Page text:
Social interactions seem to follow a pattern. From what I read and seen, many young kids in high school have experimented with sex. Sometime in college they start having meaningful relationships, and shortly after college, they get married, and start families. Some move faster; some move slower - but the timeline doesn't usually budge more than a half-dozen years or so. Most of my acquaintances from high school and college have already gone down this path, or are in the process of doing so. They have wives, husbands, and young children. I want to do this... to have this, too. I stayed in college for an extra year, entered a graduate program, and even attained some post-doctoral education all hoping to stumble across the woman who makes me feel truly alive. I’ve never found her. I’ve never known a woman to flirt with me, or even have a ‘schoolyard crush’ on me. I’ve only had one relationship that lasted for six months, and I gladly accepted her ‘trust’ issues without complaint, because she was at least a woman who was willing to spend time talking to me. It was only after four months of dating that she trusted me enough to hold my hand. When I shyly tried to kiss her cheek one night after a date, she broke up with me, saying I was moving too fast for her. I’m 27, and I’ve never kissed a woman.

My only real joy is found inside my head. When I sleep, my mind gives me what life has not. She’s always different in the brief bits that I can remember. Sometimes she’s tall, sometimes short. She’s blond, brunette, raven-haired, or red-headed. She has freckles and green eyes, or maybe they are clear baby-blues. Once they were even lavender. I don’t ever know her name, but when I'm there, in that nonexistent place, I don't need to. All that matters is how she acts and how that makes me feel. She’s playful, sweet, and accepting, and when she turns her eyes on me, it’s like she’s making a secret joke that only the two of us understand. Her smile is overpowering. When she looks at me, laughs with me, hugs me, and tells me that she’ll always be there for me… with me… there’s a rushing sensation, lightheadedness, and strange sort of feeling – almost as if you were falling from a great height down, down into her eyes. And you can’t look away – even if you wanted to.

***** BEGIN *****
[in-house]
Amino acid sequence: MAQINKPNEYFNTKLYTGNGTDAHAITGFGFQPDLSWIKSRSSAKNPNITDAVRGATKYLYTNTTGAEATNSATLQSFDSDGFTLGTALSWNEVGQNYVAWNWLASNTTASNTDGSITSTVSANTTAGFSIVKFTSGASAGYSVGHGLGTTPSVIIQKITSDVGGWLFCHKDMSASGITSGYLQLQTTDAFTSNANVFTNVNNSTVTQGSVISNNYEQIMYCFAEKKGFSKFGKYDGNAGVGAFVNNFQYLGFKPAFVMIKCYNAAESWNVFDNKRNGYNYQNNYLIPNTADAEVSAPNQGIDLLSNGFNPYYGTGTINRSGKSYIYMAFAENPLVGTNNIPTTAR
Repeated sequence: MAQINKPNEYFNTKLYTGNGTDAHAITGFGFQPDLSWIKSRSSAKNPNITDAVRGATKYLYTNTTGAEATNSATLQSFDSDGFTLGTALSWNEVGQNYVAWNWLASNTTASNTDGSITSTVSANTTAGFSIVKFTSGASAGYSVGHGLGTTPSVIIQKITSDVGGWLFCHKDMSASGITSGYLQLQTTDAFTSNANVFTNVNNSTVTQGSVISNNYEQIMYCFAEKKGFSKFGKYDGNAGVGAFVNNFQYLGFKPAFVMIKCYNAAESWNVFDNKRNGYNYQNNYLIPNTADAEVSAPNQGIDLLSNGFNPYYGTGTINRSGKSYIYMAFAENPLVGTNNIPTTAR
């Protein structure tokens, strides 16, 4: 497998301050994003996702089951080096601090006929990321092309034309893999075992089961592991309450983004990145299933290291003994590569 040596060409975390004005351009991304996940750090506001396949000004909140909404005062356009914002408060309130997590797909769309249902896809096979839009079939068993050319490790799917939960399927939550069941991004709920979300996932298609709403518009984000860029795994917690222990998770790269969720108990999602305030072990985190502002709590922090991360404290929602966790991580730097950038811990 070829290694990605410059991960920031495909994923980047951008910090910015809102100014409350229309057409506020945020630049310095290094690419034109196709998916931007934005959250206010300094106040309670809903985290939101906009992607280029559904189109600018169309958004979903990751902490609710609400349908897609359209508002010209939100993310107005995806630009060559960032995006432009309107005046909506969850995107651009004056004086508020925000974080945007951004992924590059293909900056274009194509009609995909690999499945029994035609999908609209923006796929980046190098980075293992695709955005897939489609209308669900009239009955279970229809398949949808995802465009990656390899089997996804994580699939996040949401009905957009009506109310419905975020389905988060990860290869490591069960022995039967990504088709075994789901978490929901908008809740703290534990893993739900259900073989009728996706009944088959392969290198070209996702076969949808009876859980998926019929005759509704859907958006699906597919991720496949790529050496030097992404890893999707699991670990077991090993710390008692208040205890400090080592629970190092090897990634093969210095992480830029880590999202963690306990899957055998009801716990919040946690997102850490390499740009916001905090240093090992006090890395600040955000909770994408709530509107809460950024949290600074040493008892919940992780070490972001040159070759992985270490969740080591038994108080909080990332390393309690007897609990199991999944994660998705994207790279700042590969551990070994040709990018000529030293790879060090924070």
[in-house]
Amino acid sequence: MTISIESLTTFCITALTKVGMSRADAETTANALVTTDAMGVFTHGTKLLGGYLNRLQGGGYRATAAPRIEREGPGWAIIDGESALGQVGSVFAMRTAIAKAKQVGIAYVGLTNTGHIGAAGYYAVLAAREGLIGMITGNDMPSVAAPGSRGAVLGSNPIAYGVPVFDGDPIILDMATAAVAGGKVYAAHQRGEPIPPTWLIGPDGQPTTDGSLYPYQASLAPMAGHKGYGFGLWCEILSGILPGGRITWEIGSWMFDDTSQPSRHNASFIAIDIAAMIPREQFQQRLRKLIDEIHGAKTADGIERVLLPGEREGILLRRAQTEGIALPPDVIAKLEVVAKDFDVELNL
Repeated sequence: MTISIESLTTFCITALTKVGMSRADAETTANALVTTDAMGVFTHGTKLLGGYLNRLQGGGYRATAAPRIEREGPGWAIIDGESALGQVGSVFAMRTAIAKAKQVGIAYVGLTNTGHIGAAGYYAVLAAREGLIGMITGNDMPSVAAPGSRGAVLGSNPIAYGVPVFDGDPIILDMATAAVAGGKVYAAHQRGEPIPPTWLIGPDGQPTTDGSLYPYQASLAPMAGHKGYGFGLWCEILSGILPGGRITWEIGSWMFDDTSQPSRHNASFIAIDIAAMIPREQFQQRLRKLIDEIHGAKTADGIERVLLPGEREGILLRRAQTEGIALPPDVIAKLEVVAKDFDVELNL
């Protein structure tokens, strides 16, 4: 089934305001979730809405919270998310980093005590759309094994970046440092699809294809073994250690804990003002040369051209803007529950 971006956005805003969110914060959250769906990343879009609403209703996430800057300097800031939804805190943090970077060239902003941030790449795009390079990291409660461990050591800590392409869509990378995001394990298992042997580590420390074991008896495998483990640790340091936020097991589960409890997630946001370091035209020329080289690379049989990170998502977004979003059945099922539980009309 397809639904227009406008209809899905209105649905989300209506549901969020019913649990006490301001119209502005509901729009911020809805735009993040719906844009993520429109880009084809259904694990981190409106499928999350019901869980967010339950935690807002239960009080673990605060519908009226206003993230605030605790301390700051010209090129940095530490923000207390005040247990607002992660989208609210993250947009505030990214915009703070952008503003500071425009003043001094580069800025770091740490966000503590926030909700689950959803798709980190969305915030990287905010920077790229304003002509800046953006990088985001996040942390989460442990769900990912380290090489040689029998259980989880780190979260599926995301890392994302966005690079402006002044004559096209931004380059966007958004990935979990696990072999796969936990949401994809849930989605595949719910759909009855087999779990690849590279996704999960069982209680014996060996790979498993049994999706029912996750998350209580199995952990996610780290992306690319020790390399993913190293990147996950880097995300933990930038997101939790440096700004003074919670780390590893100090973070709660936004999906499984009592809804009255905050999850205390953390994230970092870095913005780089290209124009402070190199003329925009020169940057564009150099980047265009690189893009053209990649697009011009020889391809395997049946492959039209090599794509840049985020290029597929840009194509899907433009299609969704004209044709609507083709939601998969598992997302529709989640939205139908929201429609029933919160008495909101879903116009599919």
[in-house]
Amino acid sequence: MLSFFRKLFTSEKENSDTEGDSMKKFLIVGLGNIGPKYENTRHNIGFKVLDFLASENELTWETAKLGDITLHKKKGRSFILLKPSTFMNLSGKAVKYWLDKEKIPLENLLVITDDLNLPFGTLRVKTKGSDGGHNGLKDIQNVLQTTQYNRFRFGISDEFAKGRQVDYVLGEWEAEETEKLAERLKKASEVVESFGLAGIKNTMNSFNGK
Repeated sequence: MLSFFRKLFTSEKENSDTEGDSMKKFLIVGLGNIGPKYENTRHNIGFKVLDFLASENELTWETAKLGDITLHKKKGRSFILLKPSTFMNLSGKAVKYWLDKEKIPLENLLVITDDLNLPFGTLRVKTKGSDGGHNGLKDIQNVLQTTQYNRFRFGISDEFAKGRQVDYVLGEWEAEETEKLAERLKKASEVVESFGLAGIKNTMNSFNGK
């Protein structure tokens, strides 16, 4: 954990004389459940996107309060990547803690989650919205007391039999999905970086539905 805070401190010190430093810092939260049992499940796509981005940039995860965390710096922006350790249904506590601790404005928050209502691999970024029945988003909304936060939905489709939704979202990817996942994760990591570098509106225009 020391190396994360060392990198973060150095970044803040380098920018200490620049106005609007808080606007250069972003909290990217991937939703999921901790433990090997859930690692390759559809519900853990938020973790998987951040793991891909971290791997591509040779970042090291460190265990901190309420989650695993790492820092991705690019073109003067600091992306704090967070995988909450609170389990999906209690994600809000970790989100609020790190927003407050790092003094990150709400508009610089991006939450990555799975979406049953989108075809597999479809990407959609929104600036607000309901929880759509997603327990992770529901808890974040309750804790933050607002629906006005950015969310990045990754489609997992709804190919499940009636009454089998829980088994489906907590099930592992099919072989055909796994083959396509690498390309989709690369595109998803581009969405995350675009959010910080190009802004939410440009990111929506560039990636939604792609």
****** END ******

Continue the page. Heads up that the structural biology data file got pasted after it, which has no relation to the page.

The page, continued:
Sometimes, she forsakes things for our love – family, money, power. Sometimes I leave everything behind to revel in pure unbridled joy of being near something so… adorable. Sometimes we marry. Other times we simply sit together beside a fire, have dinner in a restaurant, or lie on a couch talking while she rests her head on my chest and I stroke her hair.

And then I wake up. I should be thinking of putting on my suit and tie, driving down to my office, pasting a fake smile on my face, and immersing myself in my work. Instead, I’m lying alone in my bed, in my rented room, with the silvery sound of her giggles still echoing in my ears, and tears welling up in the corners of my eyes. I wasn’t ready to say goodbye, and in the shadow of my rapidly receding dream memories, the world seems a little colder and a little greyer.

I’m left wondering if somewhere out there, she’s having the same dreams. She looks forward to our next meeting, even though she can’t quite see me clearly. She wants to know where we’re going on our next date, what we’ll talk about, and whether I’ll finally find a way to let my subconscious kiss her.

I’m 27, and I just want to be happy.

Happy, like I am in my dreams.

2 comments:

Ecclectic Essayist said...

Don't worry. Sometimes I write short non-autobiographical works simply to put myself into the place of people who live life with different mindsets than my own. I find that it helps me to write fiction with more believable characters if I can slip into and out of their neuroses, habits, and personalities.

With this piece, I was trying to capture a sense of being 'pathetic' (not in a bad way, but in a more denotative way - that which evokes pity and compassion), what a character might feel, and how he would see the world. There are parts of it that still come across in too much of my own 'voice', so I want to work on those bits, but I'm also quite satisfied with several parts which I think fit perfectly with the persona and mood I'm trying to capture. What do you think? Does it work?

Jakesfield said...

Yes it does indeed, i have to say i felt a true want to see that man in the work to feel the emotions that he so desires, i wanted him to be happy. Dont think that i am a pushover gullible reader, i have read my fair share of books and i think i know true storytelling and what is bad and what is good. This was good! If you ever write a sci-fi novel ill def pick it up